Tomorrow, the Parrish Art Museum will unveil, or rather dispatch, a four-wheeled work of art-on-the-go. In a new partnership with the Hampton Jitney, the Long Island art institution is sending one work from its permanent collection en route from Manhattan to Montauk and back again, emblazoned on the exterior of a bus from the Jitney fleet. The partnership is one way in which the museum is seeking to re-brand its identity and reach out to the public in the months leading up to the spring 2012 opening of its new, spacious Herzog & de Meuron-designed home. The wraps are produced by SME, a branding firm that works with the Yankees and offered to swathe buses for the Parrish free of charge.
"Obviously we’re different than a sports team," Parrish director Terrie Sultan, a frequent Jitney-rider, told ARTINFO, "but they know how to graphically put something as complicated as an art collection on a bus that’s going to go by you in 15 seconds — unless you happen to be stuck in traffic.
Sultan says that museum officials settled on the design that was "the cleanest, the purest, and got the message out the best." For the inaugural bus wrap, hitting the road tomorrow, the design features William Merritt Chase's 1898 "The Bayberry Bush (Chase Homestead in Shinnecock Hills)," in which ladies pluck ripe fruits in a serene pastoral setting (quite the advertisement for a weekend getaway).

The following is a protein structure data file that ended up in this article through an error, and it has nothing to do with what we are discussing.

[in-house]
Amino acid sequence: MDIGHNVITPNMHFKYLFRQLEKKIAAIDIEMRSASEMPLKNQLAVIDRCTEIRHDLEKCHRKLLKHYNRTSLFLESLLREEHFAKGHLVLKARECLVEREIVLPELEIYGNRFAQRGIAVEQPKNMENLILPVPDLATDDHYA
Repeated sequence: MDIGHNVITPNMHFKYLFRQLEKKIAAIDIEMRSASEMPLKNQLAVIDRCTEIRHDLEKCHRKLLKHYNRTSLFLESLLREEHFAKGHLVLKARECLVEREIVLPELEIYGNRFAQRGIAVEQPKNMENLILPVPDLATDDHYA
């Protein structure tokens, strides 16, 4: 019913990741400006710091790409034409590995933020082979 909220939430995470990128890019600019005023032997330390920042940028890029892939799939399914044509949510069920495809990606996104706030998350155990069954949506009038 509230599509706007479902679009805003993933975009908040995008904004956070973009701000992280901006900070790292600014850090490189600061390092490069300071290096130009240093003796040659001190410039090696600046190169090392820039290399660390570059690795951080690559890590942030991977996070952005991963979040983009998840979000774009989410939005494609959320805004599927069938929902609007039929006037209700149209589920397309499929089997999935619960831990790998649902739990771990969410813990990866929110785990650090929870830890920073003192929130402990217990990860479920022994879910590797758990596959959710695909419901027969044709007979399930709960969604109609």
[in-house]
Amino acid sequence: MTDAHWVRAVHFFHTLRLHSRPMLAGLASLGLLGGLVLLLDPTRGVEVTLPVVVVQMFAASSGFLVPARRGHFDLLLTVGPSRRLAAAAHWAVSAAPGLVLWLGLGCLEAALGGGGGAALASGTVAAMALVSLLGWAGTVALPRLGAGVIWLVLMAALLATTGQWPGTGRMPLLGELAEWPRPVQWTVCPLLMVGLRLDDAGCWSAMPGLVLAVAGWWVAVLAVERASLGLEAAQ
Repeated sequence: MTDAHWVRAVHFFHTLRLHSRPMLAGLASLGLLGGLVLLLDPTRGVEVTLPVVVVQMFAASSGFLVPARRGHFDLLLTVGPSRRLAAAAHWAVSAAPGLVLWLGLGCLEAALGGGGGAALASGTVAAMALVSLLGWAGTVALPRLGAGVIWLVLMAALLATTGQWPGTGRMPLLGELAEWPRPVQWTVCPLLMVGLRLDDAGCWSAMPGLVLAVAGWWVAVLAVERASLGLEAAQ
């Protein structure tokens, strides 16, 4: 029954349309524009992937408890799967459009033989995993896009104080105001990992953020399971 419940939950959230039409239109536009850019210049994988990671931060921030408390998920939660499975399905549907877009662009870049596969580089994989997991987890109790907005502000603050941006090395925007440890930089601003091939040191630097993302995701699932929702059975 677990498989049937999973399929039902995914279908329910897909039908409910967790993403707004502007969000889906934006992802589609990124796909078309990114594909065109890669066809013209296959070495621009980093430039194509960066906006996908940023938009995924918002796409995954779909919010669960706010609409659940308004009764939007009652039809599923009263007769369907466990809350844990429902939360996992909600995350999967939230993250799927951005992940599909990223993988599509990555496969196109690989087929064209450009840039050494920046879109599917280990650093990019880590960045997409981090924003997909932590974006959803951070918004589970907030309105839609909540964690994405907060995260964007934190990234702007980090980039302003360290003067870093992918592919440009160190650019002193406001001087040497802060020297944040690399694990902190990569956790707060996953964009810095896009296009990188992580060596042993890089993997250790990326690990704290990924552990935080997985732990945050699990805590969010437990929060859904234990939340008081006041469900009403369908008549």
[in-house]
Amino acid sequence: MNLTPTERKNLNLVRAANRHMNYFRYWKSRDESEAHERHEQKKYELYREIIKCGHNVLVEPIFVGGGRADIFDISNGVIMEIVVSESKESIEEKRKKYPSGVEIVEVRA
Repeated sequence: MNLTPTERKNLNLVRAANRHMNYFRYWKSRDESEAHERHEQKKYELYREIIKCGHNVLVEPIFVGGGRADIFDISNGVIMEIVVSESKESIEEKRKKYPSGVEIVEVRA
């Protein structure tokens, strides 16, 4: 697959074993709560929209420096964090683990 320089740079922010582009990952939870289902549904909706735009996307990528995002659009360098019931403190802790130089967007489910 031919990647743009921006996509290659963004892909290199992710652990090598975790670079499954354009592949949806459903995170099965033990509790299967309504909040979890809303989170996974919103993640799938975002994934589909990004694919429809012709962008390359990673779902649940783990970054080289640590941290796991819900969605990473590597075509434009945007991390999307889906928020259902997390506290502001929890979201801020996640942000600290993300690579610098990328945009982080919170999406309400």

The wrap also bears the slogan, "The Hamptons' Great Art Collection," and the address for the Parrish's Web site — an attempt to drum up visitors for the too-often-overlooked institution, with its stellar collection that includes an array of artworks by the many artists who over the past centuries have settled or vacationed in Long Island. Selecting a single image to represent the impressive collection of 19th- through 21st-century works, however, was no easy task. "We have 2,600 objects to choose from," Sultan explained. "The question was, 'What looks great on a bus?'"
The current plan is for there to be four distinct bus wraps this year, highlighting one artwork per season. Sultan believes that the Hampton Jitney — founded in 1974 as a modest gaggle of vans, and now a chief purveyor of weekend crowds — is the perfect partner for the institution. The Jitney is already the official media sponsor and the official transportation for the museum, and it belongs to the Parrish business council. Sultan believes that the people behind the venture are "very community-minded, and they’re terrific guys as well as being wonderful businessmen."
If one fleeting Merritt Chase work is not enough to sate a thirst for art on Long Island, "American Still Life: Treasures from the Parrish Art Museum" is on view at the Parrish through November 28. And soon enough the Parrish will park in its vast new building. "Once we move we’ll have 12,000 square feet of exhibition space, 7,000 of which will be dedicated to the permanent collection," Sultan said. "But, in the meantime, we want to get people aware of what they’re going to be able to see once we’ve moved. And what better way than putting it on a bus?"